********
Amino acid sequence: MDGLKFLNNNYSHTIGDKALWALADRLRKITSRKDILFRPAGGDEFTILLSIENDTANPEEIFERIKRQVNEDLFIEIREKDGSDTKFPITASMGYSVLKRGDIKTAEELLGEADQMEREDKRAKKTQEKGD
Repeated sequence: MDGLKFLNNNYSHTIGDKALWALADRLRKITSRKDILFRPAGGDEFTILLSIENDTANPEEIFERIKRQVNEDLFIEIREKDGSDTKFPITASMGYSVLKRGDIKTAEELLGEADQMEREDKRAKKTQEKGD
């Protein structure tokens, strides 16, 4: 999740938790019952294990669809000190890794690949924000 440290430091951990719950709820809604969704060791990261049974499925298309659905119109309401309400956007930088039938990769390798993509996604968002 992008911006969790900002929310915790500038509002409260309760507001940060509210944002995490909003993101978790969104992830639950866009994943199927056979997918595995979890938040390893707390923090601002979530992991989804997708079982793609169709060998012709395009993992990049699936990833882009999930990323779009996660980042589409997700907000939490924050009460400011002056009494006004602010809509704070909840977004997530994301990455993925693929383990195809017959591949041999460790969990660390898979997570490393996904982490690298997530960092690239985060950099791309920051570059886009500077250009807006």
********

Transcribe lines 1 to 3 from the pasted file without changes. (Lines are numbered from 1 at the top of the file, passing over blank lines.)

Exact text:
Amino acid sequence: MDGLKFLNNNYSHTIGDKALWALADRLRKITSRKDILFRPAGGDEFTILLSIENDTANPEEIFERIKRQVNEDLFIEIREKDGSDTKFPITASMGYSVLKRGDIKTAEELLGEADQMEREDKRAKKTQEKGD
Repeated sequence: MDGLKFLNNNYSHTIGDKALWALADRLRKITSRKDILFRPAGGDEFTILLSIENDTANPEEIFERIKRQVNEDLFIEIREKDGSDTKFPITASMGYSVLKRGDIKTAEELLGEADQMEREDKRAKKTQEKGD
């Protein structure tokens, strides 16, 4: 999740938790019952294990669809000190890794690949924000 440290430091951990719950709820809604969704060791990261049974499925298309659905119109309401309400956007930088039938990769390798993509996604968002 992008911006969790900002929310915790500038509002409260309760507001940060509210944002995490909003993101978790969104992830639950866009994943199927056979997918595995979890938040390893707390923090601002979530992991989804997708079982793609169709060998012709395009993992990049699936990833882009999930990323779009996660980042589409997700907000939490924050009460400011002056009494006004602010809509704070909840977004997530994301990455993925693929383990195809017959591949041999460790969990660390898979997570490393996904982490690298997530960092690239985060950099791309920051570059886009500077250009807006």